Winterizing your Pacific Northwest yard. Our Top 7 list to prepare your yard and garden for spring.

It’s the fall. Your yard, garden and flowerbed have been tucked in for their winter slumber, the lawn mower is stored in the shed, the tools have been put away, and now the only thing you have to do outdoors is, well, wait for spring, right? Wrong! In our relatively mild Zone 8 climate here in the Puget Sound region, including Seattle, Gig Harbor, Port Orchard, Bainbridge Island, and Tacoma, there are many things you can do right now to insure your yard will flourish come spring. Here’s our Top 7 list:

  1. Plant trees and shrubs. Most deciduous treesand shrubs can be planted in the   Choose plants that are healthy, and come with a good ball and burlap or container-grown root system. Fall planting helps avoid transplant shock from summer heat and gives your new tree or shrub a chance to stablish its roots before spring.  Check with your local landscaper about which trees and plants to plant now.
  2. Install paver patios and walkways. Now’s the time to install a patio or walkway out of low cost and easy maintenance pavers and walkways. A beautiful stone walkway can provide the foundation for a complete garden transformation. DIYers can choose from a variety of materials at their local building supply store. If you need help with your installation, give us a call. We’ve got years of experience in paver patio and walkway installation.
  3. Prune your existing trees and shrubs. Fall and winter are the perfect time to prune. Remove dead limbs, encourage the shape of your tree or shrub and promote healthy growth. For more information on pruning, click here.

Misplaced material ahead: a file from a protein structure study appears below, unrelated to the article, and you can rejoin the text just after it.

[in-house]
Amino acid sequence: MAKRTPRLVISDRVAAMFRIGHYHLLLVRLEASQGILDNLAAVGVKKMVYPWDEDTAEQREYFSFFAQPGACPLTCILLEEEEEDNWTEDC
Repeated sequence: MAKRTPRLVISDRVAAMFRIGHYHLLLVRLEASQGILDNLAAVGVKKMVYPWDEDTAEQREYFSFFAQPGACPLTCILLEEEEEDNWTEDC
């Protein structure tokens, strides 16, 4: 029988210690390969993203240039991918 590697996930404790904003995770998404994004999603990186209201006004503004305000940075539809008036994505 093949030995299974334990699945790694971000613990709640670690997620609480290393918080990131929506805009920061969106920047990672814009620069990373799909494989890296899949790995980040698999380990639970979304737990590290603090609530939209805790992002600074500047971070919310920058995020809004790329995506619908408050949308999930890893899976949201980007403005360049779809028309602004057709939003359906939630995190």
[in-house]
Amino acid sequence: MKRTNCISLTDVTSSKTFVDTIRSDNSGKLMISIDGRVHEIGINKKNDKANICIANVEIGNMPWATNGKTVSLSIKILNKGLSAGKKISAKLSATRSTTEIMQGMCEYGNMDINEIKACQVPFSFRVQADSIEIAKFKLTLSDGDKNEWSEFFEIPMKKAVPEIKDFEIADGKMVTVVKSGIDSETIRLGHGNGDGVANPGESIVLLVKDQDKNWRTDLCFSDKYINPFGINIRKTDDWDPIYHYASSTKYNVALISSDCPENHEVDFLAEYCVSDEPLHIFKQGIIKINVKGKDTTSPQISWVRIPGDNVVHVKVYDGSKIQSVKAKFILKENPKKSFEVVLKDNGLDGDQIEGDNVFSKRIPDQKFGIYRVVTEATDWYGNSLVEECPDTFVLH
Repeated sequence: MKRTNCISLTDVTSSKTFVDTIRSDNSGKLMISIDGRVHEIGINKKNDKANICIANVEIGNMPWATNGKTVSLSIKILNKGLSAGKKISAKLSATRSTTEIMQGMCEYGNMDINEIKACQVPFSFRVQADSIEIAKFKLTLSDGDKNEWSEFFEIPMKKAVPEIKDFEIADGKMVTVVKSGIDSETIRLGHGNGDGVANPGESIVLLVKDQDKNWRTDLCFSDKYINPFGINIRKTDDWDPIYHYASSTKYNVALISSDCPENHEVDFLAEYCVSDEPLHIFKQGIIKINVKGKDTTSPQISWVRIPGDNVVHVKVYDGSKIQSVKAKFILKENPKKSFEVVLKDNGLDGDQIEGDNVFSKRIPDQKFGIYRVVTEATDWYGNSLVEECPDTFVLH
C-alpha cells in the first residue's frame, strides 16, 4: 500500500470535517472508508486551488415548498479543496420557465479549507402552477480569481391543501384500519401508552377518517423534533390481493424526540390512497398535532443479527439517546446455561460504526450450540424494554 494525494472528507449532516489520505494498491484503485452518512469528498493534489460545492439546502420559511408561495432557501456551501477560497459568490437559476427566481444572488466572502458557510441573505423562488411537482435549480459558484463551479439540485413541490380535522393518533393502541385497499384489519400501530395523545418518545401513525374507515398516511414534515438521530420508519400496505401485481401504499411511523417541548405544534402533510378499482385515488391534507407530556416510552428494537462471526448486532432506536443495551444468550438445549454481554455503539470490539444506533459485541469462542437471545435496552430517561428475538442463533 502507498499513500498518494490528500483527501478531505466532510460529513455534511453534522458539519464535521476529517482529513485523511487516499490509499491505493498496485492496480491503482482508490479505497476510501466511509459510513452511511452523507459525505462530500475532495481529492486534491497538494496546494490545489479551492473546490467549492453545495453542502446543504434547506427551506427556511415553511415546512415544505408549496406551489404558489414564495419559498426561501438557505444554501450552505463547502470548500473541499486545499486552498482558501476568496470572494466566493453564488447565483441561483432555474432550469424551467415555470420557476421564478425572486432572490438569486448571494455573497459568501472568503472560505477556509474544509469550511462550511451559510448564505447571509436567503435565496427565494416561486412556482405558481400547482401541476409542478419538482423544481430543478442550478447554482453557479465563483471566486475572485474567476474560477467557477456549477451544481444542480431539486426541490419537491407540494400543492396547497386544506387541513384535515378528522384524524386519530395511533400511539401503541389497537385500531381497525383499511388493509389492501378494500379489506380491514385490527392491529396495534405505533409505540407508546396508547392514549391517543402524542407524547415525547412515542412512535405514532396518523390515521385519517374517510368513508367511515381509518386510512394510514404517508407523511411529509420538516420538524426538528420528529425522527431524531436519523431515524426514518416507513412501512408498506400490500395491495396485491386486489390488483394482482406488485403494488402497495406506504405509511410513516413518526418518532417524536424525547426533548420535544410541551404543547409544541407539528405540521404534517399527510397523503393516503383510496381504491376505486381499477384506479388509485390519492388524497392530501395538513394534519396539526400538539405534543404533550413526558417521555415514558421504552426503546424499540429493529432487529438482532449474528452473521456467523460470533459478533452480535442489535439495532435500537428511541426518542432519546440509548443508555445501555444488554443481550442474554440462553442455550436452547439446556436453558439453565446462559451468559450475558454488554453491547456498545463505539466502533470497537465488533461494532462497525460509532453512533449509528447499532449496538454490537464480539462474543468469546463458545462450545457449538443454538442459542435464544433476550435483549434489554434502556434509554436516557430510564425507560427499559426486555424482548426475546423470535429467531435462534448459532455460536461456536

4. Apply winter fertilizer to your lawn. A sparse application of a quick-releasing water soluble nitrogen(WSN) as well as an application of lime will strengthen the root system and prepare your lawn for spring time lushness. For more information on winter fertilizers commonly used in the Pacific Northwest, check out this article.
  5. Plant ground covers. In addition to trees and shrubs, plant ground covers in the fall, too. The cool temps and abundant rainfall will give your ground cover a head start come spring. Make sure you choose a ground cover that won’t become a problem later, strangling the life out of the rest of your garden. For more information on great ground covers for the Pacific Northwest, read this article.
  6. Update or add mulch or bark. Protect your perennial plants and shrubs from winter’s chill by applying mulch to your flowerbeds and gardens. There are many mulches to choose from, perfect for Northwest climates. For more on mulches, click here.
  7. Edge your lawn. You’ll want to keep the edge of your lawn tidy after you’ve stored the lawn mower, by creating a clean, crisp edge. Even though the grass will have stopped growing, the roots are still viable. The lawn will still be sending out rhizomes and tillers to produce new grass blades in the spring. Reduce your springtime work by edging your lawn now. For more on winter lawn care, click here.